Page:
China Gold Buying Surges on Evergrande Crisis

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From Birch Gold Group

China Gold Buying Surges on Evergrande Crisis

This week, Your News to Know rounds up the latest top stories involving gold and the overall economy. Stories include: Asian gold demand is picking up, EVs as the biggest driver of silver’s gains, and amateur divers stumble upon antique gold coins.

How a housing crisis is joining seasonal demand to give gold an Asian market boost

It’s easy to forget that a crisis is brewing when it’s overseas. Yet to anyone familiar with the situation, the Evergrande housing crisis in China has all the makings of a repeat of the 2008 financial crisis. In the briefest of terms, the real estate giant (“giant” in this case isn’t just figurative as Evergrande is worth about 2% of China’s GDP) is $310 billion in debt, and has already missed one bond payment. A total default seems inevitable.

With what looks to be significant economic turmoil, Chinese consumers are preparing for the worst. Premiums on physical gold are on the rise quickly, up from $7-$9 an ounce two weeks ago to as much as $12 last week. Safe havens for capital preservation seem to be on the mind of every Chinese investor right now, and some believe that the already-massive imports of gold to China could climb even higher this month.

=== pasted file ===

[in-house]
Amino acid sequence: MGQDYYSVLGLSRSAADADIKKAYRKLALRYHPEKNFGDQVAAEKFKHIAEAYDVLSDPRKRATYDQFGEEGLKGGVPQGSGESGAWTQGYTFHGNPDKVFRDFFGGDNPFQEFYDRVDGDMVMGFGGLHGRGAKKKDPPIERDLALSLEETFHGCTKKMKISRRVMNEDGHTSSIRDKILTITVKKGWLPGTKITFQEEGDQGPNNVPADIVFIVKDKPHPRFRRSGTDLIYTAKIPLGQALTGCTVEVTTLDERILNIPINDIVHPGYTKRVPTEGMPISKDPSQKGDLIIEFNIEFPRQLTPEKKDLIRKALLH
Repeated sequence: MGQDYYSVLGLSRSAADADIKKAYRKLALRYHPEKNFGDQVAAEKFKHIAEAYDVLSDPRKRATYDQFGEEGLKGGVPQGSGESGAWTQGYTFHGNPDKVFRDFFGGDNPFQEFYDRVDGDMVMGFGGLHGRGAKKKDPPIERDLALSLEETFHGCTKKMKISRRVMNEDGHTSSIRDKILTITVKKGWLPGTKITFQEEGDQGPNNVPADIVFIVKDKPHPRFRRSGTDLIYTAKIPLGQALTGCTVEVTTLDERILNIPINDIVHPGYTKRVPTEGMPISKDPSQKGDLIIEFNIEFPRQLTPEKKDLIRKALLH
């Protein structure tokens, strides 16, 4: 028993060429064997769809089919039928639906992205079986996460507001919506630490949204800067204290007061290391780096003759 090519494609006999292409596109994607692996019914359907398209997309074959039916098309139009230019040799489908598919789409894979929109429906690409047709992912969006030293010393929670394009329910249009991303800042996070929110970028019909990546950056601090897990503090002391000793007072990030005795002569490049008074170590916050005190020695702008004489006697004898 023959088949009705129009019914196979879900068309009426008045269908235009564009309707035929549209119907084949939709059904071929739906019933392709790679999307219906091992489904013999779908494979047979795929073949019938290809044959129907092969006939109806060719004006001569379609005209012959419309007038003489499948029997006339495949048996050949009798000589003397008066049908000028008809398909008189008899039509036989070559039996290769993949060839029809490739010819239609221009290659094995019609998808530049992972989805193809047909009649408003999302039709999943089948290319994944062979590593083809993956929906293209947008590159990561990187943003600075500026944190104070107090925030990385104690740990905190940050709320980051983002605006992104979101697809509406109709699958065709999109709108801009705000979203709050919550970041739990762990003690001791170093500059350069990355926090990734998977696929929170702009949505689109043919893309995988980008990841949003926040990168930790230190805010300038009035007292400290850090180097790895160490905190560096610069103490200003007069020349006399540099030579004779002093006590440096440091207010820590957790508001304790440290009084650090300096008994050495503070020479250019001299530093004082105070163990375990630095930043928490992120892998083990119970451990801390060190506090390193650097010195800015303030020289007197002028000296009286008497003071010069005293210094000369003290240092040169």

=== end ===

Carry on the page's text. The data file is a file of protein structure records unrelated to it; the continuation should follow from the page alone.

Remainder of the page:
This is happening as festival season approaches in India, as roughly a third of all Indian consumer gold sales happen in Q4. While the country hasn’t yet seen a premium increase, there are reports that retailers are preparing for a surge in demand in the coming quarter.

Although China and India are two of the world’s top gold consumers and play a huge part in supporting gold prices, gold reached its all-time high last year despite exceptionally low sales in both nations.

Therefore, it could be quite interesting to see what a rise in demand from two of gold’s biggest marketplaces will do for what is already an outperforming market.

The likeliest, but perhaps less expected, path to triple-digit silver